For freelancers like you and me, our portfolios are how we make money.
Step 7: Build Your Portfolio
When it comes to impressing clients and getting your first gigs, you’ll want to build a good portfolio of work that you can show off and call your own.
The portfolio is not something you want to take lightly.
The portfolio is vital because it’s the one thing that can sell you to your clients.
You might be able to get a gig with a client without a good resume but if you don’t have nice work samples, you won’t make any money out of it.
What’s great about freelancing is that our portfolios are only limited by our imagination.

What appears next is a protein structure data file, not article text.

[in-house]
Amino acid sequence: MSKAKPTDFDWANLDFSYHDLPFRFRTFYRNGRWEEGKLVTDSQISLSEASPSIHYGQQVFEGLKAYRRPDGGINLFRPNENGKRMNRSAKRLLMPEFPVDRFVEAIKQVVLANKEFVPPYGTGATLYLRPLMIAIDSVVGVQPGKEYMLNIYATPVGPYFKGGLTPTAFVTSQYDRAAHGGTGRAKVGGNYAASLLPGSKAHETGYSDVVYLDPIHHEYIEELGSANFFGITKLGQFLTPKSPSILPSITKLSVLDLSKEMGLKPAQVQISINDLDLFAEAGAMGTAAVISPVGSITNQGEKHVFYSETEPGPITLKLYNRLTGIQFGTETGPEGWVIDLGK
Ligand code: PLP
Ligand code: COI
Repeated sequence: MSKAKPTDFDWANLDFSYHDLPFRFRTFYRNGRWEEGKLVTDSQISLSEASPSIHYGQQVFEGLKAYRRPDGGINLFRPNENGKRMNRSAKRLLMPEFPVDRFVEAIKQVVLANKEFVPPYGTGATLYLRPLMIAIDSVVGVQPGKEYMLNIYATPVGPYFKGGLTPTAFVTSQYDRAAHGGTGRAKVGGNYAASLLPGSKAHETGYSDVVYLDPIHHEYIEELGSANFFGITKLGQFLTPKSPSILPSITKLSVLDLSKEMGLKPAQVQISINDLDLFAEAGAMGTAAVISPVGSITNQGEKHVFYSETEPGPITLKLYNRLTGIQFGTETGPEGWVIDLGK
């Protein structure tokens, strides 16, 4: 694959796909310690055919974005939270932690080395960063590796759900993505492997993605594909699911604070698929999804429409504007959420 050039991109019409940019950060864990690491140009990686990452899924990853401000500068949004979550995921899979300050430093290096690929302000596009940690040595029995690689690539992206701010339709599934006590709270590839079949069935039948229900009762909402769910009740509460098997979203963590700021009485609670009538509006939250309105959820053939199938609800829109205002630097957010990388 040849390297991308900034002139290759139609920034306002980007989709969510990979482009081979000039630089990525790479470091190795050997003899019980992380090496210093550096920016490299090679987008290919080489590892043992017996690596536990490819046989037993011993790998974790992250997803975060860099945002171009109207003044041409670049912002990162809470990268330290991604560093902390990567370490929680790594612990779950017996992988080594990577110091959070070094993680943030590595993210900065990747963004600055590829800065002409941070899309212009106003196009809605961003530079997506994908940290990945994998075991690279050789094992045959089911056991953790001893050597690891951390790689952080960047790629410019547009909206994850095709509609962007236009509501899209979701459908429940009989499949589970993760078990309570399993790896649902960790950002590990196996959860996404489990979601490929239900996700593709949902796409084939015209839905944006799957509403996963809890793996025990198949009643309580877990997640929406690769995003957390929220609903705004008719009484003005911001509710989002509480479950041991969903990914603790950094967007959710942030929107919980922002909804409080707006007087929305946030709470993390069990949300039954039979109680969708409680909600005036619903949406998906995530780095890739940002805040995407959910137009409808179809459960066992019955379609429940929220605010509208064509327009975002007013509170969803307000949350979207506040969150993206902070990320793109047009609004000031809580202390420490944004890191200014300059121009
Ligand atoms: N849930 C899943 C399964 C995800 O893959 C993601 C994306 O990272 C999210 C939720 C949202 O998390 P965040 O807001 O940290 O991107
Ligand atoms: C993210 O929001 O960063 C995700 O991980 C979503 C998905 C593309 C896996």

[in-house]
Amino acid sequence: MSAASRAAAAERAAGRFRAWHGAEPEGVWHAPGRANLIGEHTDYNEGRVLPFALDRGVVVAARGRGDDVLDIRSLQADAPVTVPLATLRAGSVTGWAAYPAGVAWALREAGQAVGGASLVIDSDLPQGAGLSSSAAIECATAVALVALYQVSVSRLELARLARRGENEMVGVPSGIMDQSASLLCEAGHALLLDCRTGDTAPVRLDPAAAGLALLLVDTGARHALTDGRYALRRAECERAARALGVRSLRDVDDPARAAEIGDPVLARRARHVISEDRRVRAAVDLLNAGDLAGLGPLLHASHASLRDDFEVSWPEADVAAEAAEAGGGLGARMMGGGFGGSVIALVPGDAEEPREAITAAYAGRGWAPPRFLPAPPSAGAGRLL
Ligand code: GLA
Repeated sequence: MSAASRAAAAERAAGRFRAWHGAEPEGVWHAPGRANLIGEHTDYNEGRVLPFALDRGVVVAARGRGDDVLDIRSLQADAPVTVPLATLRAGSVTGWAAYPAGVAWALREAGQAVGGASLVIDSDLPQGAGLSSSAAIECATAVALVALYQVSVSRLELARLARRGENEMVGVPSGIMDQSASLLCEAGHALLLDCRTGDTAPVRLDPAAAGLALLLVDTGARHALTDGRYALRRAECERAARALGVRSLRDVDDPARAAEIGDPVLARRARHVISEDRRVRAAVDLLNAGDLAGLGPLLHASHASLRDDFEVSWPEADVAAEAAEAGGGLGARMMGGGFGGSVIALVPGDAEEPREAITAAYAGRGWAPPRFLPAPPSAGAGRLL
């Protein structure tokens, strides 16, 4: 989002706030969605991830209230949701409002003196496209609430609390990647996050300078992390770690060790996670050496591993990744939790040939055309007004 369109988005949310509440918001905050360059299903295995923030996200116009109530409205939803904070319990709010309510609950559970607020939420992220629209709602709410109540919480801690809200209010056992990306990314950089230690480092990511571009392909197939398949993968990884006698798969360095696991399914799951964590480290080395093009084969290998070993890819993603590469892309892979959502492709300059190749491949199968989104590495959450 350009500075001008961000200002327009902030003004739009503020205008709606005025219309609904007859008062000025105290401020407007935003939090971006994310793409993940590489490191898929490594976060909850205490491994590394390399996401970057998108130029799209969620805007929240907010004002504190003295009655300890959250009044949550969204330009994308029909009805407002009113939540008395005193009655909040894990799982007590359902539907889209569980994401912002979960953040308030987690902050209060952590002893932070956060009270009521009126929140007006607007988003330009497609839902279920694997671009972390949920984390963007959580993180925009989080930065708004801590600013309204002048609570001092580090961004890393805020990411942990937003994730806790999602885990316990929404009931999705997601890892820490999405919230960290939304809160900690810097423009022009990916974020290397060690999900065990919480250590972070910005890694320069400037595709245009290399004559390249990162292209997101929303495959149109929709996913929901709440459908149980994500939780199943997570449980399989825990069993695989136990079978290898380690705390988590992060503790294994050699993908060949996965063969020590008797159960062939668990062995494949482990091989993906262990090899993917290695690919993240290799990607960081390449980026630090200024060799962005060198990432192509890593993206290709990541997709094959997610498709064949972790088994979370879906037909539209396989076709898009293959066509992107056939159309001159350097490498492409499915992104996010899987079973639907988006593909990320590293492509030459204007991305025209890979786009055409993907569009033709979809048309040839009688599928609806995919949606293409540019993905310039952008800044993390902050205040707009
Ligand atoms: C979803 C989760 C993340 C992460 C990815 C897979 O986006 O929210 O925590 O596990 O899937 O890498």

We can create anything that we want to showcase in our portfolio – it just has to look good.
You’ll want to have a good mix of work samples that are easy to digest.
I’d recommend you keep things simple by including five or six best pieces of work samples in your portfolio.
These should be well-edited and will be the only thing the client will see about you.
When creating your portfolio, think about how it can attract clients and make them want to hire you.
You want to make sure that your portfolio is the best it can be and you’ll want to invest some time into your work samples.
The more quality work you have in your portfolio, the better it’ll be for attracting clients.
If you plan on getting a lot of work from branding and identity design, then I’d suggest putting together a typography showcase portfolio.
My point is that the portfolio should reflect the type of work that you do and should be something that works well with your potential clients.